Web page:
There is work to do wherever one finds oneself planted by the Lord in His vineyard. There is pruning to do, weeds to pull, walls to rebuild, marauders to defend against, plants to husband, fruit to grow and a harvest to bring in. Perhaps some vineyards are harder to work than others, this I grant you, but none are the Paradise of God, not yet. This is the cry we hear, even now, emanating from the Eschaton.
+Frederick G. Fick MSJ
February 18. 2009
Monday, February 22, 2010
The Executive Council of Forward In Faith, North America, meets Tuesday and Wednesday of this week in the greater Tampa, Florida area. Bishop Frederick Fick MSJ will be attending. We pray for the work of the Council and for safe travels for all attending.
Wednesday, February 17, 2010
Dear People of God:
The first Christians observed with great devotion the days of our Lord's passion and resurrection, and it became the custom of the Church to prepare for them by a season of penitence and fasting. This season of Lent provided a time in which converts to the faith were prepared for Holy Baptism. It was also a time when those who, because of notorious sins, had been separated from the body of the faithful were reconciled by penitence and forgiveness, and restored to the fellowship of the Church. Thereby, the whole congregation was put in mind of the message of pardon and absolution set forth in the Gospel of our Savior, and of the need which all Christians continually have to renew their repentance and faith. I invite you, therefore, in the name of the Church, to the observance of a holy Lent, by self-examination and repentance; by prayer, fasting, and self-denial; and by reading and meditating on God's holy Word.
Monday, February 15, 2010
On Ash Wednesday, the priest will take ashes, made by burning last year's palms from Palm Sunday, and gently marks the sign of the cross on the foreheads of the worshipers.
Almighty and everlasting God, who hatest nothing that thou
hast made and dost forgive the sins of all those who are
penitent: Create and make in us new and contrite hearts, that
we, worthily lamenting our sins and acknowledging our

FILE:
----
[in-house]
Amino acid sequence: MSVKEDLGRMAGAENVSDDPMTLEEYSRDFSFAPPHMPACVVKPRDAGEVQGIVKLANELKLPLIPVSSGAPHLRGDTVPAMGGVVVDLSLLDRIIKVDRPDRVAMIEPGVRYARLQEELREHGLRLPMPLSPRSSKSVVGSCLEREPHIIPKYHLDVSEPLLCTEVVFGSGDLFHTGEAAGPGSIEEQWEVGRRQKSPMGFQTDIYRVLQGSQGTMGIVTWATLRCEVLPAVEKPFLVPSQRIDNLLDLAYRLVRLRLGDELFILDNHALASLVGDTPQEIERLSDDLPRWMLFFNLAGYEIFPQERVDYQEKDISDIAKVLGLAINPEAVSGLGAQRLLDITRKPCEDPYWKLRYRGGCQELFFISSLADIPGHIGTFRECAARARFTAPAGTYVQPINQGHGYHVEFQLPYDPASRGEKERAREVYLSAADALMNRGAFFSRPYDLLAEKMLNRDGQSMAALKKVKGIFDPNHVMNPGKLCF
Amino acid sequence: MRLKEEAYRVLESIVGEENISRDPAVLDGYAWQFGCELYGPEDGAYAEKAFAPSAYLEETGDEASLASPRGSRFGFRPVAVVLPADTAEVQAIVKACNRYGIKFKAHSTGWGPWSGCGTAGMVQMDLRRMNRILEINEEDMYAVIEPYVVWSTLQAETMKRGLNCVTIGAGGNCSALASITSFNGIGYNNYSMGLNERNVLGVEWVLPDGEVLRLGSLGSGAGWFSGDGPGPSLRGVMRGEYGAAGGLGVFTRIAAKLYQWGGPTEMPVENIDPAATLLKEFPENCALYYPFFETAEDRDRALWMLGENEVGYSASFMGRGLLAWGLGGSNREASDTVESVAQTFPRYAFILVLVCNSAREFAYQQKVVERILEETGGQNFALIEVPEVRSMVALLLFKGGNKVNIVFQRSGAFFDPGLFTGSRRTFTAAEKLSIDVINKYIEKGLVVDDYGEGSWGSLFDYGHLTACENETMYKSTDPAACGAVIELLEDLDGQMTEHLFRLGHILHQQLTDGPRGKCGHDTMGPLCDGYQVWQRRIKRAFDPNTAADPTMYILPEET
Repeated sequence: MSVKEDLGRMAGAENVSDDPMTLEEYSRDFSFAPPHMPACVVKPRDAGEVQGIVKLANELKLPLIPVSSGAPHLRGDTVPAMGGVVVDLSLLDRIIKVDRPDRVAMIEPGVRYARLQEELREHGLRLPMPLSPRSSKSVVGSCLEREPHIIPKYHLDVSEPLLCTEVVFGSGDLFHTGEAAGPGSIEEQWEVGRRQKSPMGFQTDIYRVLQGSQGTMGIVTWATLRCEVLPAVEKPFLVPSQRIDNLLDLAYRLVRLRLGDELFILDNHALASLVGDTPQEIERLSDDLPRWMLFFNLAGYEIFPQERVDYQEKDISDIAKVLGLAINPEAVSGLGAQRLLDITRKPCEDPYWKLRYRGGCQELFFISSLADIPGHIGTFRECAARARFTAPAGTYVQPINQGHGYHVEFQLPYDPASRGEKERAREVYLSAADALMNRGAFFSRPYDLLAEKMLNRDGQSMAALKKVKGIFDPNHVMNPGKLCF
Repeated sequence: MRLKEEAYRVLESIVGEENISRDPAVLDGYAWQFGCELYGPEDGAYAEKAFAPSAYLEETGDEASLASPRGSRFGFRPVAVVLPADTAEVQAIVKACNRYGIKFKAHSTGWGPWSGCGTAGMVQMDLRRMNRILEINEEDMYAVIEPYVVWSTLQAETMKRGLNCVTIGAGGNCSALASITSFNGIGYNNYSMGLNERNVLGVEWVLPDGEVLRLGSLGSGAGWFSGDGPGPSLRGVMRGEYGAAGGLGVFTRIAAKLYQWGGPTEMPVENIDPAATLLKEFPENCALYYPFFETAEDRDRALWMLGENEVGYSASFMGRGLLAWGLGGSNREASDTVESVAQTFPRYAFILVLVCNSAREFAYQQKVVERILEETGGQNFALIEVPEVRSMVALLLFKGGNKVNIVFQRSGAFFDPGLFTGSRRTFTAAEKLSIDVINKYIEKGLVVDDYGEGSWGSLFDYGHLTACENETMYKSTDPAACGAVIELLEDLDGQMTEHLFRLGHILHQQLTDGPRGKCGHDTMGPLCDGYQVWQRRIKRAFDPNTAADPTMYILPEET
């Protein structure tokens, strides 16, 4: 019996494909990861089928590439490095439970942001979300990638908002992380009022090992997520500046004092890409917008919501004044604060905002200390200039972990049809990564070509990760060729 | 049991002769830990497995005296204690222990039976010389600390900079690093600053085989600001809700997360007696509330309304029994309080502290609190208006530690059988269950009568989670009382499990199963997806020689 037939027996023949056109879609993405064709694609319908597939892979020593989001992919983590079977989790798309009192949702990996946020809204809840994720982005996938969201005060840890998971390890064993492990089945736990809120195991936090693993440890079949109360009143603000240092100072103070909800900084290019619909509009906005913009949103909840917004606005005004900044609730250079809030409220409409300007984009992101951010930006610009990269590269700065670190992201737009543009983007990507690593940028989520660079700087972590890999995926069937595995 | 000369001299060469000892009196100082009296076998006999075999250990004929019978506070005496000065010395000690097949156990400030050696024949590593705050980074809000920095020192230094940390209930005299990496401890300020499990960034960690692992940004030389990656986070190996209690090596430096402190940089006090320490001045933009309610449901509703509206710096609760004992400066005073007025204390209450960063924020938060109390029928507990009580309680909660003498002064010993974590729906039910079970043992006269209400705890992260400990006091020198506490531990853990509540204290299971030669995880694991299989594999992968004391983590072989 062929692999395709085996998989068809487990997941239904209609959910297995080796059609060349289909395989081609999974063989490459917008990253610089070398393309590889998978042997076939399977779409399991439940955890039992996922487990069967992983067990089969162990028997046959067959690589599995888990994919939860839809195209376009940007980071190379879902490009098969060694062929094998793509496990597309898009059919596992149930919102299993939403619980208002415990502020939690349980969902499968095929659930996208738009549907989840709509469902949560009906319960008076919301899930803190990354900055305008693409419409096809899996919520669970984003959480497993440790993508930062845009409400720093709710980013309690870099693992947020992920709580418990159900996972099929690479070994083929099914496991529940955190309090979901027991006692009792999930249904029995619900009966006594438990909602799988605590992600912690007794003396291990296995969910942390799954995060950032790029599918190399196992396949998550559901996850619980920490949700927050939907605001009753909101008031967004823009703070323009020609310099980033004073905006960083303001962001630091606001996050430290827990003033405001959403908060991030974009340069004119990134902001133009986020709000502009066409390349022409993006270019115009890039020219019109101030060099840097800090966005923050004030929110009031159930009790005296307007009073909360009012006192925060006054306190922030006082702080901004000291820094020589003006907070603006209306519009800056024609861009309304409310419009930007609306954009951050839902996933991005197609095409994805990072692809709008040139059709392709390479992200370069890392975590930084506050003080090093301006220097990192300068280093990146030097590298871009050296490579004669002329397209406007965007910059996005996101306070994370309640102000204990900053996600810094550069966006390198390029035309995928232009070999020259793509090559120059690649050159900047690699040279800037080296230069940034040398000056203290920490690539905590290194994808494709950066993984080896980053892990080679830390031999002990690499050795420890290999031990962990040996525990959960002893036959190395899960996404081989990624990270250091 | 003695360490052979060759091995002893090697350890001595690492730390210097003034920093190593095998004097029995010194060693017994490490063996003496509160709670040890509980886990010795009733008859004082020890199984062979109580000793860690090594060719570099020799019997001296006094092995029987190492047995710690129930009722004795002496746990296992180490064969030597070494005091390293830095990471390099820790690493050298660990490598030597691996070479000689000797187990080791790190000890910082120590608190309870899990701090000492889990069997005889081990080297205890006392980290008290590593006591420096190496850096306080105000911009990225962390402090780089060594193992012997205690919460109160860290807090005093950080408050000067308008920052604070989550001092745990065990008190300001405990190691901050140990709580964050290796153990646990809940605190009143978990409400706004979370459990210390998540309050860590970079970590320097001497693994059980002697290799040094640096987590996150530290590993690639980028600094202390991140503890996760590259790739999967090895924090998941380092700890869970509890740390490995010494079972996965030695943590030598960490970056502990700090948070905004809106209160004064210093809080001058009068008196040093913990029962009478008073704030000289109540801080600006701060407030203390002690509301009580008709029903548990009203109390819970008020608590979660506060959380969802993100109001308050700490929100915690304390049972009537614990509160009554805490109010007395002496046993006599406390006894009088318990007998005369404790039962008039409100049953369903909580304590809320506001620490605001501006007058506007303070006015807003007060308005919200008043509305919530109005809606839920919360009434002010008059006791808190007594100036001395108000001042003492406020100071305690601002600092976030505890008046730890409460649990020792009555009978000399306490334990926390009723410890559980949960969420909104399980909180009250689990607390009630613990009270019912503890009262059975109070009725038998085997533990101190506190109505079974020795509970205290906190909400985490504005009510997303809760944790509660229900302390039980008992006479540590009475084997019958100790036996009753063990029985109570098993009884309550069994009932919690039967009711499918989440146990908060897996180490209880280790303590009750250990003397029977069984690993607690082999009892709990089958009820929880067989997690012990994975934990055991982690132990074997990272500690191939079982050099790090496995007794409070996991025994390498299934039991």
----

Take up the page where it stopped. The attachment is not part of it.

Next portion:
wretchedness, may obtain of thee, the God of all mercy,
perfect remission and forgiveness; through Jesus Christ our
Lord, who liveth and reigneth with thee and the Holy Spirit,
one God, for ever and ever. Amen.
Sunday, February 14, 2010
Tuesday, February 9, 2010
Arsonists have set almost a dozen church buildings on fire over the past 6 weeks in Tyler and Athens, Texas. Federal ATF agents, local sheriffs and other authorities are working hard to both protect the area's churches but also to locate and apprehend the person(s) responsible.
We ask Christians everywhere to pray for an end to this violent and destructive behavior. We pray for the safety of Christians in the East Texas area and for the apprehension and arrest of the individuals involved. We pray their soul(s) and for the redemption of their lives.
St Luke the Physician, an MSJ parish is located in Tyler. Fr. Charles Matheny is the pastor. In Athens, TX, St. Stephen's parish is served by another MSJ priest, Fr. Jerry Pardue.
A Collect for PeaceO God, who art the author of peace and lover of concord, in
knowledge of whom standeth our eternal life, whose service
is perfect freedom: Defend us, thy humble servants, in all
assaults of our enemies; that we, surely trusting in thy
defense, may not fear the power of any adversaries; through
the might of Jesus Christ our Lord. Amen.
Lord Jesus Christ, who didst stretch out thine arms of love
on the hard wood of the cross that everyone might come
within the reach of thy saving embrace: So clothe us in thy
Spirit that we, reaching forth our hands in love, may bring
those who do not know thee to the knowledge and love of
you; for the honor of thy Name. Amen.